"The Elephant Poet"
his tricks and had been punished severely by his master's beating,
was discovered later that night, alone in his tent, practicing those
tricks." —Pliny the Elder, Natural History, Book III
What we saw on festival day: play infantries
with real spears, real veins, a real soldier
pulled across the festival grounds trailing blood
the way a paintbrush is pulled across a canvas;
lesser mischief, on the periphery: my friend saw
a man gouge out an elephant's eyes with a shovel,
and the elephant cried Oh, I am Murdered!
the way we do—wordless, comical, in choirs of kazoos:
was that poetry? Or is poetry picking a pretty word,
say, "charred" instead of "burned"—
as in "charred in a fire"? What happens is so raw,
all on its own; it hurts; words should perhaps
protect us from what happens.
Perhaps words should be a shield, rather than
a mirror; and maybe poems should be
an ornamented shield, like the ones
gods made for their favorite soldiers,
sons and lovers. Poems should be
like people's faces by firelight:
a little true, for verification's sake,
but primarily beautiful. Or like
pomegranates: hard to open at first
but, when you get them open, full of sweet granules
of meaning. Once, when I was bathed in wine
as part of a military victory parade,
I was purple for a month—
I liked the looks of me that way,
like a giant pomegranate seed!
That's what a poem should be:
recognizable reality, but dyed,
a sign that someone here felt joy,
someone had release from pain,
one minute they lived they felt no pain,
the war was over, killing was over
and they were not killed, not maimed.
I liked myself that way. I remember
as a boy, after she had done her obsequies
to the moon, down at the riverbank,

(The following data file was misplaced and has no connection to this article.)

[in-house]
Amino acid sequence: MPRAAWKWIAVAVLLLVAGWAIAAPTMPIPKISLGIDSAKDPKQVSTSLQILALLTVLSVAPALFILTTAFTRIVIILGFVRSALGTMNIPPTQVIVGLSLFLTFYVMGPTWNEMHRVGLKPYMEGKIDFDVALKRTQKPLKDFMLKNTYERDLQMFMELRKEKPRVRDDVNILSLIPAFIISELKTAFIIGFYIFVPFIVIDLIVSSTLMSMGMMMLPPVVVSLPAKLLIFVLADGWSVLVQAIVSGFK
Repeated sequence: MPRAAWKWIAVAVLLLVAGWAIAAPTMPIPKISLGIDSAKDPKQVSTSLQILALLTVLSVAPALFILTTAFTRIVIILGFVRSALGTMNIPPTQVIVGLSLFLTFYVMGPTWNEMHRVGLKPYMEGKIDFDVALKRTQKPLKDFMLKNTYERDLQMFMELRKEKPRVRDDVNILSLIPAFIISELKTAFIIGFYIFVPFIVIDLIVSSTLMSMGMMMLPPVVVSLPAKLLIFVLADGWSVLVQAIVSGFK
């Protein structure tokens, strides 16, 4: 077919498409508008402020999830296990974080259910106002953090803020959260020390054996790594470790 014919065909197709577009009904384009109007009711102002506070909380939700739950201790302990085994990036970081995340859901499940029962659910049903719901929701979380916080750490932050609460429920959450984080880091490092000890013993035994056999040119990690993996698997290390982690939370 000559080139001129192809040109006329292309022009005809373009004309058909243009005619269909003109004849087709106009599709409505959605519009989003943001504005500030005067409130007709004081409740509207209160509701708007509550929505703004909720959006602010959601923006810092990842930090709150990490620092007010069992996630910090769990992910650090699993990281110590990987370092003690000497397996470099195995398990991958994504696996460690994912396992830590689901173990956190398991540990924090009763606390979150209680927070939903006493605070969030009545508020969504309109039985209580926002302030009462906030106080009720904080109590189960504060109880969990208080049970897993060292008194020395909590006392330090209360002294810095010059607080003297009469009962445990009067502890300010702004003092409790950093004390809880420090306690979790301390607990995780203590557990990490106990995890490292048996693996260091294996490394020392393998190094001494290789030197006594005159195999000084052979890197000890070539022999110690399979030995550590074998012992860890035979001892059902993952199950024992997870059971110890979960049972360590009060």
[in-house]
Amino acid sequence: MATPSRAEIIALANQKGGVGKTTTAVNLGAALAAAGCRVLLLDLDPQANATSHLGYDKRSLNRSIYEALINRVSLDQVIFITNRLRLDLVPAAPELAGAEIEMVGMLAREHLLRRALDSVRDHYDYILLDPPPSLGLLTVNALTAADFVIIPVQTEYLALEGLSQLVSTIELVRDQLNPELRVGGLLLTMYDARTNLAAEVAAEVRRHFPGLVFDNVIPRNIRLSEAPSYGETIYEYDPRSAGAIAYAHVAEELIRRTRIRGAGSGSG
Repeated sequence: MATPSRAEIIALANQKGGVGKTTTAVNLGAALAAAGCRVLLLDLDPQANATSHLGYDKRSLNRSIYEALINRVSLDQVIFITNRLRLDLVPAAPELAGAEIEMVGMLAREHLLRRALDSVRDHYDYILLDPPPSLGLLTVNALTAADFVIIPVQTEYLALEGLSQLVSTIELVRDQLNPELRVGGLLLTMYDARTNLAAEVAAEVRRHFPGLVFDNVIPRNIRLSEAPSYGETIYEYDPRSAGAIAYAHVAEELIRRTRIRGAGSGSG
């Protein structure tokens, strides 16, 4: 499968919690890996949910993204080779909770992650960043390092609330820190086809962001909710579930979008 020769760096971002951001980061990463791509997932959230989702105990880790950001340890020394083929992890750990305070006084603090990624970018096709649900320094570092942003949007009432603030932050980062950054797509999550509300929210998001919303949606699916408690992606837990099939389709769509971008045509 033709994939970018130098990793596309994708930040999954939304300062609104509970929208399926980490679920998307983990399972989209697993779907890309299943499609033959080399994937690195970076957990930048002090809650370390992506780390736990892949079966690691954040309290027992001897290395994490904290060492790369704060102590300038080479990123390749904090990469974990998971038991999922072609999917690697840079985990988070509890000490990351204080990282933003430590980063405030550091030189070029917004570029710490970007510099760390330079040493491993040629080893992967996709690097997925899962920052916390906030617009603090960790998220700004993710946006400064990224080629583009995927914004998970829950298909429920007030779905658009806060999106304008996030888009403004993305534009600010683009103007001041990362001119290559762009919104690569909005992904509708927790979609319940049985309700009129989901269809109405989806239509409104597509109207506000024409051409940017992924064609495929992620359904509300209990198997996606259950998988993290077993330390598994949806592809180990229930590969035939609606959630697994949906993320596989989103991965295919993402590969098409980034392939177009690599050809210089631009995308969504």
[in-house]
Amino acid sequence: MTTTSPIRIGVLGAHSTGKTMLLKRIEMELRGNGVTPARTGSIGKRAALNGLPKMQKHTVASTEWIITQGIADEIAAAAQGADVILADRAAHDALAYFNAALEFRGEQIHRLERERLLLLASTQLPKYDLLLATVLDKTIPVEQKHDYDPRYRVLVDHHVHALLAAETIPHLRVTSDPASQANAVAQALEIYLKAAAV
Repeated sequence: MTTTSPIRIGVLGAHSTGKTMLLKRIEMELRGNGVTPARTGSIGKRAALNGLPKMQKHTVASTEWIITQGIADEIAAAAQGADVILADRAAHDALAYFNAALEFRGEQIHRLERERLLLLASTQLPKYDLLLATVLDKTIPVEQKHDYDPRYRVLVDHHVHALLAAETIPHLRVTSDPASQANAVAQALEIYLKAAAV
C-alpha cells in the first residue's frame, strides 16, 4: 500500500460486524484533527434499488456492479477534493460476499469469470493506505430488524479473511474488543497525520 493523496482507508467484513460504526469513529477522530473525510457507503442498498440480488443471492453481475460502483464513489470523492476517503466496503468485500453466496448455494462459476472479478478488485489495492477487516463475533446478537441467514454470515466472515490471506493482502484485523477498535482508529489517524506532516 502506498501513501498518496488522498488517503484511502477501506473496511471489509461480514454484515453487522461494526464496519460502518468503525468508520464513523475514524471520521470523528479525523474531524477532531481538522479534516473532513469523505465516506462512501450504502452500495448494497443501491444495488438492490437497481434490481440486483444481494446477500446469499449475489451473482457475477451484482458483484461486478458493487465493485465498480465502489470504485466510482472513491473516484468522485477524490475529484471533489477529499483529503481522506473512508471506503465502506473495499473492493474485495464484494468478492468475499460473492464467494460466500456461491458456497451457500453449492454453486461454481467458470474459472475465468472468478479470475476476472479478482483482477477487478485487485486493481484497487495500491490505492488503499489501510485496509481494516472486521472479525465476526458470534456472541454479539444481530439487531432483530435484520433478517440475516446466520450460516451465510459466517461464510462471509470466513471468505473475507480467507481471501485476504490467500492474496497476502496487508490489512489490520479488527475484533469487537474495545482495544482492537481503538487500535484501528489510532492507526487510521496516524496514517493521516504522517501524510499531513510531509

my mother put me to bed and whispered,
"Frederick"—for that is my name—"Frederick,
you saved my life; mommy wanted to die
before she felt you stir inside her."
It made me feel wonderful. Thereafter,
I never felt anything other
than completely central to her life—
what a gift that was. I suppose I understand
my future years in light of our intense
bond, my hours waiting for her outside
the dispatcher's office, the time she
dated a guy with a criminal record
and soon she found out why—I held her
that time, that time she was the calf
and I the mommy. She was a kind of guitar
to learn forgiveness on, its harmonies
and, yes, even its bungled chords.
And I learned to pity the powerful—
my trainer, forcing me to puff a cigarette
was himself forced, by powers
far greater than he, to force me;
so I did it, though my lungs hurt,
though my lungs felt sandpapered after.
I almost wrote "sad-papered" there; isn't it weird
the way the mind works, because
as I fill this paper up with words
I do feel sad, thinking of him lighting
that cigarette, placing it between my lips,
the wild applause, our strange
intimacy, and my relief—my god,
I thought I might swallow
that fire and become fire. Let me tell you
about my sister, Sarah, and a custom
that's long since been lost: Sarah
Dan Chiasson's poems appear in The New Yorker, Paris Review, Threepenny Review, and elsewhere.
Clickhere to visit Robert Pinsky's Favorite Poem Project site.Please note: Because Slate's backlog of accepted poems is substantial, poetry editor Robert Pinsky will not be reading new submissions until December 2005.